Artificial meat could significantly improve the world. It offers a way to drastically cut greenhouse emissions, save energy and water, feed the world’s growing population, and eat meat without killing animals. However it may be appealing, though, there is good reason to suspect that artificial meat will be met with great resistance and be slowly adopted.
Most of our holidays look backward, honoring past victories, dead presidents or long-standing traditions. How about a day that looks forward, toward thinking creatively about building a better tomorrow? The brand new Future Day (originally proposed by Ben Goertzel at Humanity+) will be March 1. How would you (productively) observe such a day, particularly to inspire the next generation?
“Every time I played Mass Effect 2, I always cherished the idea of bringing Miranda and Jack closer to each other, and in order for that to happen, I always took Miranda with me when doing Jack’s loyalty mission, so that she could see what horrors Jack had gone through, and I also took Jack with me to Illium, on Miranda’s loyalty mission, so that she could see that Miranda is not a “Cerberus bitch”, but instead, a sensitive woman who cares about her sister. Anyway, I tried to add something that the developers left out from the game. This was my first attempt to make this romance come true. It didn’t really come out as good as I hoped it would, but maybe (a big maybe!) I’ll try to make a better version later.”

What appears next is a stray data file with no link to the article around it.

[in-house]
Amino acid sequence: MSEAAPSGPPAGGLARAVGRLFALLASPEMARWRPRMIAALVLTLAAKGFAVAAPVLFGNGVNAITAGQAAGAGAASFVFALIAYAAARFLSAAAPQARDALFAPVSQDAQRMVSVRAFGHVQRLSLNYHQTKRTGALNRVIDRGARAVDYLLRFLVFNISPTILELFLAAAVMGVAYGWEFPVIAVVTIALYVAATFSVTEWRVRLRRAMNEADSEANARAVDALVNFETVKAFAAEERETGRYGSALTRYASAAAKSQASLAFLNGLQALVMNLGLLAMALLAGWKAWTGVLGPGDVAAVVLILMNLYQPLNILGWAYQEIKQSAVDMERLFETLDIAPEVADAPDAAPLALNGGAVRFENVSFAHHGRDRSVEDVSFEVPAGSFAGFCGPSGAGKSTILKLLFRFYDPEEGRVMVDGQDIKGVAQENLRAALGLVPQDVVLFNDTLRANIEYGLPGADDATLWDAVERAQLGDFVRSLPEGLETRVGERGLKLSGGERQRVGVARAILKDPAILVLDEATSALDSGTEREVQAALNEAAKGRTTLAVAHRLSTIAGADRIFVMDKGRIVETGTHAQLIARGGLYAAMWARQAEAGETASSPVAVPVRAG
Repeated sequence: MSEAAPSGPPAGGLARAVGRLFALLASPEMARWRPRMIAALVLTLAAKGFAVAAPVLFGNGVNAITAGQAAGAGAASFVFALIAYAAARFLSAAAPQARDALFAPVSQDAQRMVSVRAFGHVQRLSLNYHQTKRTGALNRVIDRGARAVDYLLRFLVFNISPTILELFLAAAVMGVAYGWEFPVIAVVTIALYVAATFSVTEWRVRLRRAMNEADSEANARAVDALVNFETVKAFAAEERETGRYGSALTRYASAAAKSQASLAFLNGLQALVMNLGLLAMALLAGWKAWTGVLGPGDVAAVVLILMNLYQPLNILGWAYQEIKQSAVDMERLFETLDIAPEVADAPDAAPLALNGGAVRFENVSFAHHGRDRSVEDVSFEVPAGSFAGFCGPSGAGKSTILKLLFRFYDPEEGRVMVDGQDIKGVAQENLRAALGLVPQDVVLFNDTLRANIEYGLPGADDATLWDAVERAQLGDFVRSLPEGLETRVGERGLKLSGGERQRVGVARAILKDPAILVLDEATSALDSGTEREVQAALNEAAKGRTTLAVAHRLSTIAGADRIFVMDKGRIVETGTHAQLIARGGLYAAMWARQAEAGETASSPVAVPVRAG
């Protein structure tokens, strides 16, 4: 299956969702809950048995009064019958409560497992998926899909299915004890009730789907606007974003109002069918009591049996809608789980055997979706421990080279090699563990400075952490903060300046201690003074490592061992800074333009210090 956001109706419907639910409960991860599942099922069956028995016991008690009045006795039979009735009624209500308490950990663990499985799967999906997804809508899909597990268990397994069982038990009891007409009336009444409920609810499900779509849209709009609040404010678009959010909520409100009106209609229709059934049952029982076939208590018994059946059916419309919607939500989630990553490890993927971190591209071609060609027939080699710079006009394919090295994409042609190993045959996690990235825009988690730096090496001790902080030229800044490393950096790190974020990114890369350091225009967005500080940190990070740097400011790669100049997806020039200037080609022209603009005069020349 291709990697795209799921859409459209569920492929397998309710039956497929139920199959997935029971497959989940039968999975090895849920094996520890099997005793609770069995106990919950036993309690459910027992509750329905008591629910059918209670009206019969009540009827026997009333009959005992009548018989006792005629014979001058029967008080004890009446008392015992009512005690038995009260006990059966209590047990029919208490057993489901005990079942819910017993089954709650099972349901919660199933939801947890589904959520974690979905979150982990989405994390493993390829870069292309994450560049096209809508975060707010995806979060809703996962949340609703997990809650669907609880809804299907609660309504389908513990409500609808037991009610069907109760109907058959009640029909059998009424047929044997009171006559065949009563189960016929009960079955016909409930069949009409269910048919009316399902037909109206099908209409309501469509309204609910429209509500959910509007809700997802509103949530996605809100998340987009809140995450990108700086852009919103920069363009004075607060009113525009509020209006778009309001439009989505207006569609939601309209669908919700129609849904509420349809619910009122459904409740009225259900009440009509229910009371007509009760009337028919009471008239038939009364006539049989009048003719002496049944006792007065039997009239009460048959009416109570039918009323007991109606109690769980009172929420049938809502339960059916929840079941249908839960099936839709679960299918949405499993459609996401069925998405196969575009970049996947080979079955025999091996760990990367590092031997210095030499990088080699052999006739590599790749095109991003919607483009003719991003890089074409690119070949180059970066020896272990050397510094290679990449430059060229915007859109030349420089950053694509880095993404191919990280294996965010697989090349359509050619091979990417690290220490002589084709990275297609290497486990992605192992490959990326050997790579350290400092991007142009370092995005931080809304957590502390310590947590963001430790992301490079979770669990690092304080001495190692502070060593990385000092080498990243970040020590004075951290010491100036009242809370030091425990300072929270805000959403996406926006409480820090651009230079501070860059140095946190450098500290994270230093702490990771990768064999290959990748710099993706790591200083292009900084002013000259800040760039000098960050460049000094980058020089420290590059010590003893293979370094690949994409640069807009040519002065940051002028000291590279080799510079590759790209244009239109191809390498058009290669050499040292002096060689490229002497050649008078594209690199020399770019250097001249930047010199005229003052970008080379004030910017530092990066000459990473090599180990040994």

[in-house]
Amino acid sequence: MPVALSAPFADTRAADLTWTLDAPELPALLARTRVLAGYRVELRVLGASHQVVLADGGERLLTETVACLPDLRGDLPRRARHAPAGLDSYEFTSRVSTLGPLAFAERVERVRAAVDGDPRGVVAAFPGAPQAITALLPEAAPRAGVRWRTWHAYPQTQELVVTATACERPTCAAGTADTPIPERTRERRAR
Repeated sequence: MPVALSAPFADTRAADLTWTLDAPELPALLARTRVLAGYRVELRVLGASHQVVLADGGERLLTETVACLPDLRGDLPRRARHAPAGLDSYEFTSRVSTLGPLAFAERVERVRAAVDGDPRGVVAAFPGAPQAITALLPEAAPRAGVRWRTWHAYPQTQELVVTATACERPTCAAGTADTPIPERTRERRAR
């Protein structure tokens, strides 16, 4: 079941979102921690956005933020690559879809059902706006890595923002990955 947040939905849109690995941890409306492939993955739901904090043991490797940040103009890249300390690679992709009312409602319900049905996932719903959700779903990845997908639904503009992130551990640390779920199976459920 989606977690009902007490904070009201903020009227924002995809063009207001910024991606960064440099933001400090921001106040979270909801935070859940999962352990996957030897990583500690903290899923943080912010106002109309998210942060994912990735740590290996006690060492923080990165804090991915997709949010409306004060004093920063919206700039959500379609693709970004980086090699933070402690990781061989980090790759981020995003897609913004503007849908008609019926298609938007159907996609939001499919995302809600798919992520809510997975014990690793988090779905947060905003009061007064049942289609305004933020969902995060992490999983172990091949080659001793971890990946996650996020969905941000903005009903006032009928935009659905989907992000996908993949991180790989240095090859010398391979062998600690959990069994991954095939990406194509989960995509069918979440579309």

Mass Effect is epic. It’s the product of the best parts of Star Trek, Star Wars, Battlestar Galactica and more with a protagonist who could be the love-child of Picard, Skywalker, and Starbuck. It’s one of the most important pieces of science fiction narrative of our generation. Mass Effect goes so far beyond other fictional universes in ways that you may not have yet realized. It is cosmic in scope and scale.
Dr. J. chats with David Koepsell about his book Innovation and Nanotechnology: Converging Technologies and the End of Intellectual Property. Koepsell is an author, philosopher, attorney, and educator who teaches at the Delft University of Technology. He is also author Who Owns You? The Corporate Gold Rush to Patent Your Genes.
Topics discussed in this week’s episode: Moral enhancement and cognitive enhancement (featuring insights from Peter Singer and Allen Buchanen), progressivism and the potential for transhumanism (featuring clips from James Hughes and Robert Sawyer), and an update on PETA’s case against SeaWorld.